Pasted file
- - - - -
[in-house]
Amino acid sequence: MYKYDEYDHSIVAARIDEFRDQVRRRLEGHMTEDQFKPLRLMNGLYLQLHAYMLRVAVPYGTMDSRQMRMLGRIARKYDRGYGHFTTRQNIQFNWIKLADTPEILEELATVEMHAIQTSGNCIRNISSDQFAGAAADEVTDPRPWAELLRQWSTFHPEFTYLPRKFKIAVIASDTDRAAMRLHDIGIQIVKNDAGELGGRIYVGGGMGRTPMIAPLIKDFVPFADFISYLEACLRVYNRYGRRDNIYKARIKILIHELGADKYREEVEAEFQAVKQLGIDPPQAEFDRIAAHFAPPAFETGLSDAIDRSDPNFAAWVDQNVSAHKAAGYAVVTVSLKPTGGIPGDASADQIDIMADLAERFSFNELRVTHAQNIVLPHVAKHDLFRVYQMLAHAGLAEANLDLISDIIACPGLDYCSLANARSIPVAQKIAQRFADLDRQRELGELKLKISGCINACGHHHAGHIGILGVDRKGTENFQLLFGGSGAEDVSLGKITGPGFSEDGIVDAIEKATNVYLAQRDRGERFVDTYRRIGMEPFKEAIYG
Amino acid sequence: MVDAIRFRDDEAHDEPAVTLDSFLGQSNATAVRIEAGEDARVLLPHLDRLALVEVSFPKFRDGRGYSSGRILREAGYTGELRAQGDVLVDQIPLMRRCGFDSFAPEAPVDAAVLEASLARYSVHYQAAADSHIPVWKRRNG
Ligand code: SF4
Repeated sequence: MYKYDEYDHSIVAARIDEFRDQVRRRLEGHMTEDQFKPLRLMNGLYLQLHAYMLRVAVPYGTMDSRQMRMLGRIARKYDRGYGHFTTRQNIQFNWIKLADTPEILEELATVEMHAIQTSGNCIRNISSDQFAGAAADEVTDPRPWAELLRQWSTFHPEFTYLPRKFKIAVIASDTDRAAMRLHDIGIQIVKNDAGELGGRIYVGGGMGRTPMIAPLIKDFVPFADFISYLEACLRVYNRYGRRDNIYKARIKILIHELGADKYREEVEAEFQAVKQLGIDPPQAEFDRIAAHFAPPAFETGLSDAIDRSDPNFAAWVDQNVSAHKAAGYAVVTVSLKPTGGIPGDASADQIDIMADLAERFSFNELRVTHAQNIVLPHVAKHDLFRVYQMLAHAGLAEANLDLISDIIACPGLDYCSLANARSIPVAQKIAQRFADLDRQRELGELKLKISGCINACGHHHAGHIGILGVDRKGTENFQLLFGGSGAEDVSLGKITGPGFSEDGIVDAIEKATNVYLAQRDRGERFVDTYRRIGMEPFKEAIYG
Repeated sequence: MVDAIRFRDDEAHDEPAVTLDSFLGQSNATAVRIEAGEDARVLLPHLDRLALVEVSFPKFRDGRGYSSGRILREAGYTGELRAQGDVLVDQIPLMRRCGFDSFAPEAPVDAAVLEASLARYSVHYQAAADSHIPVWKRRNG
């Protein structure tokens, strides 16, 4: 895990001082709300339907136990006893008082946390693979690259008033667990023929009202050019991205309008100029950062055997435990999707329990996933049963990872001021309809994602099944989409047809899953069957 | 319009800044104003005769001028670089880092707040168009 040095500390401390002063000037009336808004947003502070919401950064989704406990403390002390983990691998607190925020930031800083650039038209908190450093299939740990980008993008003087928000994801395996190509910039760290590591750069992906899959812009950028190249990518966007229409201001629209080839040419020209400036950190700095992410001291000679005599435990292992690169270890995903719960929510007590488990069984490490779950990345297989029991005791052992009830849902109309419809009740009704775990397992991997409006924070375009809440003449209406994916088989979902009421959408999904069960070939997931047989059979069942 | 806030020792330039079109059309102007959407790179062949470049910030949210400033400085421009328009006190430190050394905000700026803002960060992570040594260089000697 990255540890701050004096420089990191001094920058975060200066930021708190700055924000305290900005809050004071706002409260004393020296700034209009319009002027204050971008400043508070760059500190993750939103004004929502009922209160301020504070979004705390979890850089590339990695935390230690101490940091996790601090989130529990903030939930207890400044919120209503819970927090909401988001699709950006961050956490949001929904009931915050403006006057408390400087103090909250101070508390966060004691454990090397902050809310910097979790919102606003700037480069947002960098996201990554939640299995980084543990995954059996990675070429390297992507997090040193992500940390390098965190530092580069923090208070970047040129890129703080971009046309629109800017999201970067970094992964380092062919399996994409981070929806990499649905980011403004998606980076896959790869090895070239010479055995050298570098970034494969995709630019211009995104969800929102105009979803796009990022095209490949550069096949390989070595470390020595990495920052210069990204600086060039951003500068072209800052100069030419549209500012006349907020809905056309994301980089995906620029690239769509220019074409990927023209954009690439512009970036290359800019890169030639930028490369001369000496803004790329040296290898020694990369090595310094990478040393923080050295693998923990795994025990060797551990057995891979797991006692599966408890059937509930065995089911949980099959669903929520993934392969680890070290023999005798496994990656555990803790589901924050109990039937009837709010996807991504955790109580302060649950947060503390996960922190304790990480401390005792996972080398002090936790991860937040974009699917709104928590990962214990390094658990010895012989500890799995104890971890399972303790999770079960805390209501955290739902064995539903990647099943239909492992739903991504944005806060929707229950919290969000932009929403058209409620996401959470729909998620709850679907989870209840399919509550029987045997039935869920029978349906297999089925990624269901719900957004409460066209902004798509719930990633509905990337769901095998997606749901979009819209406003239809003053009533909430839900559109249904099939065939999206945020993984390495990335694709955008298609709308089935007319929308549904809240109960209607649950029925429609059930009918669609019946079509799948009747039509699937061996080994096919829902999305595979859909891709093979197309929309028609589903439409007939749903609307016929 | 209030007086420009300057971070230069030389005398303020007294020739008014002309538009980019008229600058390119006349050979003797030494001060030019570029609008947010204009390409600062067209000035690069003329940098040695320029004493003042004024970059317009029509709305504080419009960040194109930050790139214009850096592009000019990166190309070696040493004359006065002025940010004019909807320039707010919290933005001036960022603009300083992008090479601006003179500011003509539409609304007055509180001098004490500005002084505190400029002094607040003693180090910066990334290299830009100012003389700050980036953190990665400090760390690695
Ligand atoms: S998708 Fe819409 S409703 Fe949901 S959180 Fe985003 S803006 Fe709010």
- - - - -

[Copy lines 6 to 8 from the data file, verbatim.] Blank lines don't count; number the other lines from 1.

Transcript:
Repeated sequence: MVDAIRFRDDEAHDEPAVTLDSFLGQSNATAVRIEAGEDARVLLPHLDRLALVEVSFPKFRDGRGYSSGRILREAGYTGELRAQGDVLVDQIPLMRRCGFDSFAPEAPVDAAVLEASLARYSVHYQAAADSHIPVWKRRNG
């Protein structure tokens, strides 16, 4: 895990001082709300339907136990006893008082946390693979690259008033667990023929009202050019991205309008100029950062055997435990999707329990996933049963990872001021309809994602099944989409047809899953069957 | 319009800044104003005769001028670089880092707040168009 040095500390401390002063000037009336808004947003502070919401950064989704406990403390002390983990691998607190925020930031800083650039038209908190450093299939740990980008993008003087928000994801395996190509910039760290590591750069992906899959812009950028190249990518966007229409201001629209080839040419020209400036950190700095992410001291000679005599435990292992690169270890995903719960929510007590488990069984490490779950990345297989029991005791052992009830849902109309419809009740009704775990397992991997409006924070375009809440003449209406994916088989979902009421959408999904069960070939997931047989059979069942 | 806030020792330039079109059309102007959407790179062949470049910030949210400033400085421009328009006190430190050394905000700026803002960060992570040594260089000697 990255540890701050004096420089990191001094920058975060200066930021708190700055924000305290900005809050004071706002409260004393020296700034209009319009002027204050971008400043508070760059500190993750939103004004929502009922209160301020504070979004705390979890850089590339990695935390230690101490940091996790601090989130529990903030939930207890400044919120209503819970927090909401988001699709950006961050956490949001929904009931915050403006006057408390400087103090909250101070508390966060004691454990090397902050809310910097979790919102606003700037480069947002960098996201990554939640299995980084543990995954059996990675070429390297992507997090040193992500940390390098965190530092580069923090208070970047040129890129703080971009046309629109800017999201970067970094992964380092062919399996994409981070929806990499649905980011403004998606980076896959790869090895070239010479055995050298570098970034494969995709630019211009995104969800929102105009979803796009990022095209490949550069096949390989070595470390020595990495920052210069990204600086060039951003500068072209800052100069030419549209500012006349907020809905056309994301980089995906620029690239769509220019074409990927023209954009690439512009970036290359800019890169030639930028490369001369000496803004790329040296290898020694990369090595310094990478040393923080050295693998923990795994025990060797551990057995891979797991006692599966408890059937509930065995089911949980099959669903929520993934392969680890070290023999005798496994990656555990803790589901924050109990039937009837709010996807991504955790109580302060649950947060503390996960922190304790990480401390005792996972080398002090936790991860937040974009699917709104928590990962214990390094658990010895012989500890799995104890971890399972303790999770079960805390209501955290739902064995539903990647099943239909492992739903991504944005806060929707229950919290969000932009929403058209409620996401959470729909998620709850679907989870209840399919509550029987045997039935869920029978349906297999089925990624269901719900957004409460066209902004798509719930990633509905990337769901095998997606749901979009819209406003239809003053009533909430839900559109249904099939065939999206945020993984390495990335694709955008298609709308089935007319929308549904809240109960209607649950029925429609059930009918669609019946079509799948009747039509699937061996080994096919829902999305595979859909891709093979197309929309028609589903439409007939749903609307016929 | 209030007086420009300057971070230069030389005398303020007294020739008014002309538009980019008229600058390119006349050979003797030494001060030019570029609008947010204009390409600062067209000035690069003329940098040695320029004493003042004024970059317009029509709305504080419009960040194109930050790139214009850096592009000019990166190309070696040493004359006065002025940010004019909807320039707010919290933005001036960022603009300083992008090479601006003179500011003509539409609304007055509180001098004490500005002084505190400029002094607040003693180090910066990334290299830009100012003389700050980036953190990665400090760390690695
Ligand atoms: S998708 Fe819409 S409703 Fe949901 S959180 Fe985003 S803006 Fe709010």